It is easy, rather easiest to make mistakes that involve statistics. Powerful statistical software can help to remove a lot of errors and simplify the difficulties that surround statistical calculations. However, correct interpretation of the result analysis is always all the more challenging.
Some of the most commonly made statistical mistakes are:
Misinterpretation of overlapping confidence levels: In a situation when multiple means are being compared, the statisticians tend to compare the results from confidence intervals and find out if there is any kind if overlapping in intervals in a situation where the confidence level is 95% for two independent means, there is certainly going to be a difference in their means. In a reverse situation, it might not be true and there may be a difference between the means even when the Confidence Intervals overlap.
Making wrong population inferences: statistics does give the liberty to the researcher to make inferences about the entire population, on the basis of the sample results. There are certain situations when the statistician should avoid making inferences. These situations could be:
1) Capability Analysis: Because capability may vary, data from a single unit of time may not be enough to predict the capability of the process.
2) Acceptance Sampling: Only the samples from one section of the lot are selected for the entire unit.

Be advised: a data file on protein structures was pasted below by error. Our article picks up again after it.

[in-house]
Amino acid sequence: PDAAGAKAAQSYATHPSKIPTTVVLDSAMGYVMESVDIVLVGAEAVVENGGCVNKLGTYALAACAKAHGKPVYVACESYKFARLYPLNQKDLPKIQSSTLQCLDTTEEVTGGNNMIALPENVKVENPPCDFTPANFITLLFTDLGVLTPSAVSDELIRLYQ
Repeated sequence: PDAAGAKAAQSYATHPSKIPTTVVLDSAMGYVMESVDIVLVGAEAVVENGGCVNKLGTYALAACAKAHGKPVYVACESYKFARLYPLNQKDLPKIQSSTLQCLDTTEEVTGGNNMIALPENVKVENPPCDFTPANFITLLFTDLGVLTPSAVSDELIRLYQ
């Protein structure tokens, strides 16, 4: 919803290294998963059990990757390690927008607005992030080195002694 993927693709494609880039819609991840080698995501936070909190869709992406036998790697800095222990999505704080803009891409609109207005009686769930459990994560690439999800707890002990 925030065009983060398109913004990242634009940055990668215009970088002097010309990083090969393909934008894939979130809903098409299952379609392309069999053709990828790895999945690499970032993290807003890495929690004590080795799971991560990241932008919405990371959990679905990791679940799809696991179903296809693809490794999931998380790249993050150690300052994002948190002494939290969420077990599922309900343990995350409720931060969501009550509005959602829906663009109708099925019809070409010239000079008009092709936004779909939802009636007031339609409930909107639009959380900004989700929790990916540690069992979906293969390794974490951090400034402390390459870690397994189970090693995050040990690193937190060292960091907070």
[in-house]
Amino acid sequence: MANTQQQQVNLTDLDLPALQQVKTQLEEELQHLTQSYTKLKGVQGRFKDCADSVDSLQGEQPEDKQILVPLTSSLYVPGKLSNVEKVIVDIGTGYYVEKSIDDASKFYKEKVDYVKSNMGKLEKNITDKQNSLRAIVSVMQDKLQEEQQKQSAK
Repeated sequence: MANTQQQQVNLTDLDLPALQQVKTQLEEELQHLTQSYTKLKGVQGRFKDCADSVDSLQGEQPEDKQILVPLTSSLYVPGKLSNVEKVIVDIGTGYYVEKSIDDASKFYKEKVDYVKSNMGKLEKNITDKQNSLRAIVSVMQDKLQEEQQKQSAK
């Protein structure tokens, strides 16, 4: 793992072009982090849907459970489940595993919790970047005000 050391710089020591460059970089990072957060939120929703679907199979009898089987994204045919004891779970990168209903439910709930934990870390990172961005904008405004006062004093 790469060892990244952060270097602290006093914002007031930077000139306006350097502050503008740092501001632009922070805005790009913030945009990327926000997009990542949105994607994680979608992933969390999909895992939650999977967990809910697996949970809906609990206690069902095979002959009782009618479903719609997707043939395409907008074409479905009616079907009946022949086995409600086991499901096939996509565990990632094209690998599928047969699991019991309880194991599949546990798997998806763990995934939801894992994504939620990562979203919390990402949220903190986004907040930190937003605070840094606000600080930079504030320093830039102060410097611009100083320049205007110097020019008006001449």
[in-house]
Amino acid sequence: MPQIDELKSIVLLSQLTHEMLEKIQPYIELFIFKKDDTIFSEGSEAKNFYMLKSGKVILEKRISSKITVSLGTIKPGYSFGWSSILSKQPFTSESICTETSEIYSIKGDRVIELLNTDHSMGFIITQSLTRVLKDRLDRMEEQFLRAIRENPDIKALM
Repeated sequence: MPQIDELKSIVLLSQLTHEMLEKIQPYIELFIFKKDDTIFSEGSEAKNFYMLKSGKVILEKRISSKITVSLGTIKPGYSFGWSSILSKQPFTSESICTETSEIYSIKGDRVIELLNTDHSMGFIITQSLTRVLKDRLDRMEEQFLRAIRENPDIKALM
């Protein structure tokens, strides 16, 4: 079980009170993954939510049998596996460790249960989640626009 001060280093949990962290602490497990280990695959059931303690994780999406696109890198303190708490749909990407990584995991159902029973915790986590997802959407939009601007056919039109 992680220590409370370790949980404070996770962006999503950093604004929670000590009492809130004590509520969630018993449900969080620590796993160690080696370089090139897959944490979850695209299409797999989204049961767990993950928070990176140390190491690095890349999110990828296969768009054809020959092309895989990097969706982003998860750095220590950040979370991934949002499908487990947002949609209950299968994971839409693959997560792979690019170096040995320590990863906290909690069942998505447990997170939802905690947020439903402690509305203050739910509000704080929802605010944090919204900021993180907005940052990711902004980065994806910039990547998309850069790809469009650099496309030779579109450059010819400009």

3) Reliability Analysis: This is a severe case when the failed units are included in an analysis exclusively to produce analysis for the entire population.
Confusing between Correlation and Causation: Even if the term is used interchangeably, more than often, it has to be clear that correlation is not to be confused with causation. If there is a correlation between two variables, it certainly does not indicate that one variable is the cause for change in another variable. If the statistician is using only correlation, this holds all the more true.
Giving similar meaning to statistical and Practical Significance: It is crucial to understand that sometimes statistics helps to find such differences that have nit much of a discernible effect in the practical light. To explain it better, an existing difference does not necessarily mean an important difference. Statisticians should not waste a lot of effort and time in correcting a difference that is visible statistically but does not have much of practical relevance.